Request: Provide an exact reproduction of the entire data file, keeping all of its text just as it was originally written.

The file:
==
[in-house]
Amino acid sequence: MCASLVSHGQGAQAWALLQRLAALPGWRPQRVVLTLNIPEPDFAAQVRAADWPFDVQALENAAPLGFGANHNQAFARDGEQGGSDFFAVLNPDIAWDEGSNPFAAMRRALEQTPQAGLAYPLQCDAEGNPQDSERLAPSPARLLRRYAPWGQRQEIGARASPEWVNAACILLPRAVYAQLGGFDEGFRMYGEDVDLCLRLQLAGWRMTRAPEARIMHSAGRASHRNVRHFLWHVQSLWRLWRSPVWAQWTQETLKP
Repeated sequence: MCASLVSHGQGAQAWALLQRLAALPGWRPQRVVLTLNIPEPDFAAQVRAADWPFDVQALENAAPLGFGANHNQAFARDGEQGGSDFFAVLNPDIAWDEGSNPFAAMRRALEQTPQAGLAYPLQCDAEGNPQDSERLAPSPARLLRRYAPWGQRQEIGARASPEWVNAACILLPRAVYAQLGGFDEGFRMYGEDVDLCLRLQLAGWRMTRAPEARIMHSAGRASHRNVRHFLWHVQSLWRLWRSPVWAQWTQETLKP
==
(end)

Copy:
[in-house]
Amino acid sequence: MCASLVSHGQGAQAWALLQRLAALPGWRPQRVVLTLNIPEPDFAAQVRAADWPFDVQALENAAPLGFGANHNQAFARDGEQGGSDFFAVLNPDIAWDEGSNPFAAMRRALEQTPQAGLAYPLQCDAEGNPQDSERLAPSPARLLRRYAPWGQRQEIGARASPEWVNAACILLPRAVYAQLGGFDEGFRMYGEDVDLCLRLQLAGWRMTRAPEARIMHSAGRASHRNVRHFLWHVQSLWRLWRSPVWAQWTQETLKP
Repeated sequence: MCASLVSHGQGAQAWALLQRLAALPGWRPQRVVLTLNIPEPDFAAQVRAADWPFDVQALENAAPLGFGANHNQAFARDGEQGGSDFFAVLNPDIAWDEGSNPFAAMRRALEQTPQAGLAYPLQCDAEGNPQDSERLAPSPARLLRRYAPWGQRQEIGARASPEWVNAACILLPRAVYAQLGGFDEGFRMYGEDVDLCLRLQLAGWRMTRAPEARIMHSAGRASHRNVRHFLWHVQSLWRLWRSPVWAQWTQETLKP